The study of implicit bias in behavior analysis has been dominated by one particular method, the implicit relational assessment procedure (IRAP). The IRAP could be considered quite unusual as a method for studying implicit bias because it targets verbal relations as defined within relational frame theory (RFT). In contrast, implicit bias in the non-behavior-analytic “mainstream” literature is often interpreted as reflecting the strength of associative links in a mental realm (e.g., a memory store). Despite this conceptual difference, research on implicit bias using the IRAP could be seen as relatively successful, at least in terms of number of published studies and the results of a meta-analysis of IRAP studies. On balance, until relatively recently IRAP research tended to focus on the method as a measure of implicit bias without conducting experimental analyses of the multiple variables, from an RFT perspective, that are brought into play when participants complete an IRAP. Conducting these more recent experimental analyses has served to produce an increasingly sophisticated and complex understanding of exactly what so called “implicit bias” involves from an RFT and a behavior-analytic perspective. The current paper will provide an overview of this research story.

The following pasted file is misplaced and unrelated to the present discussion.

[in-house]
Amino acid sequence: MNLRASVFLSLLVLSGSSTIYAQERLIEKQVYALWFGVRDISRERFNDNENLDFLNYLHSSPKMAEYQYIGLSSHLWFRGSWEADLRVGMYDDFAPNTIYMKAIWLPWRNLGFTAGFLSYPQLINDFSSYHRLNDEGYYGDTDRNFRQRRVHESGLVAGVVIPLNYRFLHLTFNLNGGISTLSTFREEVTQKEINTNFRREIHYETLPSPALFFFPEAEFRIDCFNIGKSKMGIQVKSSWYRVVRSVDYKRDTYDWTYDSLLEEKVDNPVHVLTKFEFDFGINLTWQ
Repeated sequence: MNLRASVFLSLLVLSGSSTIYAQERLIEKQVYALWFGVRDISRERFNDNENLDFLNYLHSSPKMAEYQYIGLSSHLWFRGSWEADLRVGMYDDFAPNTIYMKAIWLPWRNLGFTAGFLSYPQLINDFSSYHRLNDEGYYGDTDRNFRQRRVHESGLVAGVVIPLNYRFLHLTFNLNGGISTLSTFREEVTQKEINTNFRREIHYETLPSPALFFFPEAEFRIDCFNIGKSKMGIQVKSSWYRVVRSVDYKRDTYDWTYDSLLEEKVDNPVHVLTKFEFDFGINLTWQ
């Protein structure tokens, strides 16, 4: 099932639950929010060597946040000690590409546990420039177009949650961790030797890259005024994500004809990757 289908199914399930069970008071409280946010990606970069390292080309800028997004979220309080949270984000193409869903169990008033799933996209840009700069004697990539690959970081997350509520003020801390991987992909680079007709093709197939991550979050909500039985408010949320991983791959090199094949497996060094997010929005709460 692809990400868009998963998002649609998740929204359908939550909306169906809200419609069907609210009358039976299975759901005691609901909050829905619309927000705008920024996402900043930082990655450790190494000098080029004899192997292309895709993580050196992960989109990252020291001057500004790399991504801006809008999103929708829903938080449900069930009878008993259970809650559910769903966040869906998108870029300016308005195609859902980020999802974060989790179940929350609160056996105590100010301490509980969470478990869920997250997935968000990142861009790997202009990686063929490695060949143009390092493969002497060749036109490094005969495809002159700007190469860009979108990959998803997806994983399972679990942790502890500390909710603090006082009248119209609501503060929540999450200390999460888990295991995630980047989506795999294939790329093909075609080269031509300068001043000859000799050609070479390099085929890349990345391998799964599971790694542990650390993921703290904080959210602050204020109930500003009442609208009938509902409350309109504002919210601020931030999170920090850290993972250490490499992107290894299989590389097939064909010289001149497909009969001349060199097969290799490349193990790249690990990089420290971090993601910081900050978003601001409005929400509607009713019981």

|Dr. Dermot Barnes-Holmes graduated from the University of Ulster in 1985 with a B.Sc. in Psychology and in 1990 with a D.Phil. in behavior analysis. His first tenured position was in the Department of Applied Psychology at University College Cork, where he founded and led the Behavior Analysis and Cognitive Science unit. In 1999 he accepted the foundation professorship in psychology and head-of-department position at the National University of Ireland Maynooth. In 2015 he accepted a life-time senior professorship at Ghent University in Belgium. In 2020 he returned to his alma mater on a fractional contract as a full professor at Ulster University. Dr. Barnes-Holmes is known internationally for the analysis of human language and cognition through the development of Relational Frame Theory with Steven C. Hayes, and its application in various psychological settings. He was the world's most prolific author in the experimental analysis of human behavior between the years 1980 and 1999. He was awarded the Don Hake Translational Research Award in 2012 by the American Psychological Association, is a past president and fellow of the Association for Contextual Behavioral Science, is a recipient of the Quad-L Lecture Award from the University of New Mexico and became an Odysseus laureate in 2015 when he received an Odysseus Type 1 award from the Flemish Science Foundation in Belgium.|